When the Legislature passed its Drought Contingency Plan in a deadline rush last month, there was a lot of talk about getting additional federal grants to help Pinal County farmers quickly transition back to pumping groundwater.
The state, supporters said, could serve as a “backstop” to that federal money, or offer a “bridge loan,” spending now in amounts that could be covered later by federal grants.
This idea was even written into a “legislative intent” section of the law: “Because the timing for the issuance of grants from federal agencies is uncertain, the legislature may consider other appropriations to be made available to the irrigation districts for these construction and rehabilitation projects after reasonable attempts are made to secure the funding and that federal monies were not provided timely to carry out the purposes of the fund.”
I guess that when they said “timely,” they meant that federal grants should be forthcoming in two weeks or less.
I say so because Rep. David Cook, a Globe Republican, has introduced a bill that would give an additional $20 million appropriation to Pinal County irrigation and water conservation districts. The bill, HB 2590, is a simple appropriation, not framed as a down payment or loan by the state to be paid back by federal grants.
“That’s the remaining funds needed to complete this part of DCP,” Cook told me.
He explained that the rules have not even been written yet for the federal grants that Arizona irrigation districts plan to apply for. There’s no time to wait for the rules to be written, applications submitted, then grants awarded, Cook said.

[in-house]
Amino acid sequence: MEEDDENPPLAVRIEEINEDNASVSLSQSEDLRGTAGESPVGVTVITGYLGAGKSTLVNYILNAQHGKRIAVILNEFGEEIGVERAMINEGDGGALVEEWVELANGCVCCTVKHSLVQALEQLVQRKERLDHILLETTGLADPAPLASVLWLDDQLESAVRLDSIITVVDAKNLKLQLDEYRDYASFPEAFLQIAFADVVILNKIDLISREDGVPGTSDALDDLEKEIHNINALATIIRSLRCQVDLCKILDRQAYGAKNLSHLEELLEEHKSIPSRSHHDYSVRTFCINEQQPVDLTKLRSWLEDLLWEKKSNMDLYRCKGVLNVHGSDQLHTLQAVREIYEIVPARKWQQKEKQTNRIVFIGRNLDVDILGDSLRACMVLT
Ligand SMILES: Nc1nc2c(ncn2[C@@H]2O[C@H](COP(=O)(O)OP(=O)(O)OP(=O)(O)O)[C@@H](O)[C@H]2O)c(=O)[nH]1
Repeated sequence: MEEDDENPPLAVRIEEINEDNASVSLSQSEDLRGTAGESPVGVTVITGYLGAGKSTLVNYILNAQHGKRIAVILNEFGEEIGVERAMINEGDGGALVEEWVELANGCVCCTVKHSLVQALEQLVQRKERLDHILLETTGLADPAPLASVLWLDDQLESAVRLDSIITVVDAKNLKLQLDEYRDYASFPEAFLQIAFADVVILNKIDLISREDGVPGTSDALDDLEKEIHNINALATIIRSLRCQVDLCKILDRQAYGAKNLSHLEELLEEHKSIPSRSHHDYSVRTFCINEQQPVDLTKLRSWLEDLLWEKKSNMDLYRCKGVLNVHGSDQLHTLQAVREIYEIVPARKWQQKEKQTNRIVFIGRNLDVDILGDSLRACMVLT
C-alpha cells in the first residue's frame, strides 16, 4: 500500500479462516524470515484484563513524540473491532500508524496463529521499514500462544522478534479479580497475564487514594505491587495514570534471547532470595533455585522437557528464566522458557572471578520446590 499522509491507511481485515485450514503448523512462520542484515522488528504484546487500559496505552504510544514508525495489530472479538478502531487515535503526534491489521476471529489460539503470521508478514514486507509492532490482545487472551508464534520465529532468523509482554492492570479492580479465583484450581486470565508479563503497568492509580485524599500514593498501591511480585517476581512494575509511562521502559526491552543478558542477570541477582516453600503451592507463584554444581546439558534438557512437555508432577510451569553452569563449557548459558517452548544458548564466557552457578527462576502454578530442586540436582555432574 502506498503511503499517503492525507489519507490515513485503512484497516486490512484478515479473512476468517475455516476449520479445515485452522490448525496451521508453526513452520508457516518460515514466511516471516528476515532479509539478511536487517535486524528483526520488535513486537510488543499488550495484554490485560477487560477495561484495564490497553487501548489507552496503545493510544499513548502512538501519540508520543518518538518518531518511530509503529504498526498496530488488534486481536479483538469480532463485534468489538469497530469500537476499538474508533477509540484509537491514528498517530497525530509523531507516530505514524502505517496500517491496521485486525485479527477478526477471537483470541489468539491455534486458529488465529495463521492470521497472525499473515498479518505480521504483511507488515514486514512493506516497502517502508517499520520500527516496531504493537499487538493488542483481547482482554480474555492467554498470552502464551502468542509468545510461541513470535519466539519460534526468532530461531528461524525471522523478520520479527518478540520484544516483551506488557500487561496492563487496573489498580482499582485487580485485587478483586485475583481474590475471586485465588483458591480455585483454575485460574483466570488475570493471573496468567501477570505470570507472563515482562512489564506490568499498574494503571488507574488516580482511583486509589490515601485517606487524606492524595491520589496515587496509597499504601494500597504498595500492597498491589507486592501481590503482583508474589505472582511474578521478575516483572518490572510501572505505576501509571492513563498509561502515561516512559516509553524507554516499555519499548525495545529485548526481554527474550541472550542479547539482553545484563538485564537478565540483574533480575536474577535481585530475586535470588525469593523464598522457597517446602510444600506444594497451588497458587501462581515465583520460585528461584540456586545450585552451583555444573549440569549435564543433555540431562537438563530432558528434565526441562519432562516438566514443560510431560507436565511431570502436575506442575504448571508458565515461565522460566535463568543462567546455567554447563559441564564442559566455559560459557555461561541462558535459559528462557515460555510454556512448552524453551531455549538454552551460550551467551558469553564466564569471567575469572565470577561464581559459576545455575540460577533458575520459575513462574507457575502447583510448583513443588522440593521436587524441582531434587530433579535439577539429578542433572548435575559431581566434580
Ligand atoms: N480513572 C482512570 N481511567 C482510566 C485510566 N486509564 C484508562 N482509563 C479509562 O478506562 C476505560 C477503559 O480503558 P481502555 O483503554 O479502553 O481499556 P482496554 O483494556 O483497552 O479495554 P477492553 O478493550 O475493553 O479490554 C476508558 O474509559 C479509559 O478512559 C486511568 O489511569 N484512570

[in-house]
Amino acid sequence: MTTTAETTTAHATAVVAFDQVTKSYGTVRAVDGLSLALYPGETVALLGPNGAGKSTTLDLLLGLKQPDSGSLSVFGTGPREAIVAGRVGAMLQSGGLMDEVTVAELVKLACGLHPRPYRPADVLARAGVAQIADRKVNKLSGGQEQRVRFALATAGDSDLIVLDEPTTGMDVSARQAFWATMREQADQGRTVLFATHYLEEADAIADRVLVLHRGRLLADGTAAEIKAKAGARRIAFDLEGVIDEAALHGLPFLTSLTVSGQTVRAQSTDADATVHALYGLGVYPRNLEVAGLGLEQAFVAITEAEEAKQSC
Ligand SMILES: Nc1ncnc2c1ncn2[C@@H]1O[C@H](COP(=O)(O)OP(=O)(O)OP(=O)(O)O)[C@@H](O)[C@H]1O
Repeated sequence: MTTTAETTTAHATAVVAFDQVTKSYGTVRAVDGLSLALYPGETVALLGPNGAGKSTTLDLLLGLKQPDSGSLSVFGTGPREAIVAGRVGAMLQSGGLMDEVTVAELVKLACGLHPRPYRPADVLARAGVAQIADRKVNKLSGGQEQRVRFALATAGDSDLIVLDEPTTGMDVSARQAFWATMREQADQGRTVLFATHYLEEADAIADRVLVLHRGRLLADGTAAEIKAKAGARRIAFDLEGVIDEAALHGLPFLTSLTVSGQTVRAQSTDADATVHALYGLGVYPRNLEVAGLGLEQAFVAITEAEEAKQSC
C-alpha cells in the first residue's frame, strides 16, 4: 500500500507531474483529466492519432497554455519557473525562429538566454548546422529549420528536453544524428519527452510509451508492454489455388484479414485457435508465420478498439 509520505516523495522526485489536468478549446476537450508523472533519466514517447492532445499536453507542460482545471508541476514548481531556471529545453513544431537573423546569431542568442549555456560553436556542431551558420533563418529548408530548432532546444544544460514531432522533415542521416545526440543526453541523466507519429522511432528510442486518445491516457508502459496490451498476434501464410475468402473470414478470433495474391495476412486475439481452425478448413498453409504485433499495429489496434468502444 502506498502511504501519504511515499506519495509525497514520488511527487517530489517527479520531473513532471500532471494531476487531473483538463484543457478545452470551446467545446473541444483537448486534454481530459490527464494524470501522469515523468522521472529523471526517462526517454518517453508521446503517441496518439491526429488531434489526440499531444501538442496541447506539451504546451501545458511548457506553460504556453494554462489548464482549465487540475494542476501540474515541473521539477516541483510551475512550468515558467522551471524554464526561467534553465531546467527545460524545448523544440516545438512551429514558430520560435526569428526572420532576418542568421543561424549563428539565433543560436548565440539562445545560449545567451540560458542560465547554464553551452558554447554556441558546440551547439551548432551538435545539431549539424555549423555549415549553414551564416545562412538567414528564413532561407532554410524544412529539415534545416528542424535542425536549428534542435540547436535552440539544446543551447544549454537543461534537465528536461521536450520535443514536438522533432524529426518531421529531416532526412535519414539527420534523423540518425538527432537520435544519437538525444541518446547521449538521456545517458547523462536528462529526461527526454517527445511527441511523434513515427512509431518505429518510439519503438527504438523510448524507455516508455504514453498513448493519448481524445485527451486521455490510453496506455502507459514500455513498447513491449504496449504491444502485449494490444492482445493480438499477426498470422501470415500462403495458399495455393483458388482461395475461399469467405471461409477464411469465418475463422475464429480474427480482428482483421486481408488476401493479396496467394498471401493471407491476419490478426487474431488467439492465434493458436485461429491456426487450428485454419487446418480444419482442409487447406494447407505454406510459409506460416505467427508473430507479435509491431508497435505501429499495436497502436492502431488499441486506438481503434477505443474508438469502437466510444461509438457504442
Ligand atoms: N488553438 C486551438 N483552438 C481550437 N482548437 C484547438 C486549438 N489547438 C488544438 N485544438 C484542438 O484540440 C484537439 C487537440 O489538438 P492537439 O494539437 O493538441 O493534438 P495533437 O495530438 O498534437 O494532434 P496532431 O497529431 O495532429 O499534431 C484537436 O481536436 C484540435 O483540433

“All of that is uncertainty, but what we need to have is certainty,” he said.
Of course, legislators knew all of this before the drought plan was signed into law Jan. 31. As it was, the governor presented a plan earlier that would have appropriated $5 million to help the Pinal County farmers with their groundwater transition. The Legislature then pumped that up to $9 million. They deliberately did not go further, choosing instead to explain the intent to go after federal money and maybe provide a state backstop in the meantime.
“I feel like we had this fight and they lost,” Rep. Kirsten Engel, a Tucson Democrat, told me. “We appropriated as much money as people felt was warranted, and it was not an inconsiderable amount of money going to groundwater infrastructure.”
Indeed it wasn’t. But a key part of the politics of the Drought Contingency Plan was that each chamber, the House and Senate, needed to pass the bill with a supermajority of two-thirds of both chambers voting yes. This would allow the legislation to have an emergency clause and take effect immediately.
In order to get all those votes, Republican legislative leaders needed Democrats to vote yes. And once this was all hashed out, after long hearings, Democrats did.
“Those Democratic votes would not have been there, had there been an additional $20 million in there for groundwater infrastructure,” Engel said.
But now, of course, Republicans don’t need Democratic votes to pass Cook’s simple appropriation. They just need a majority.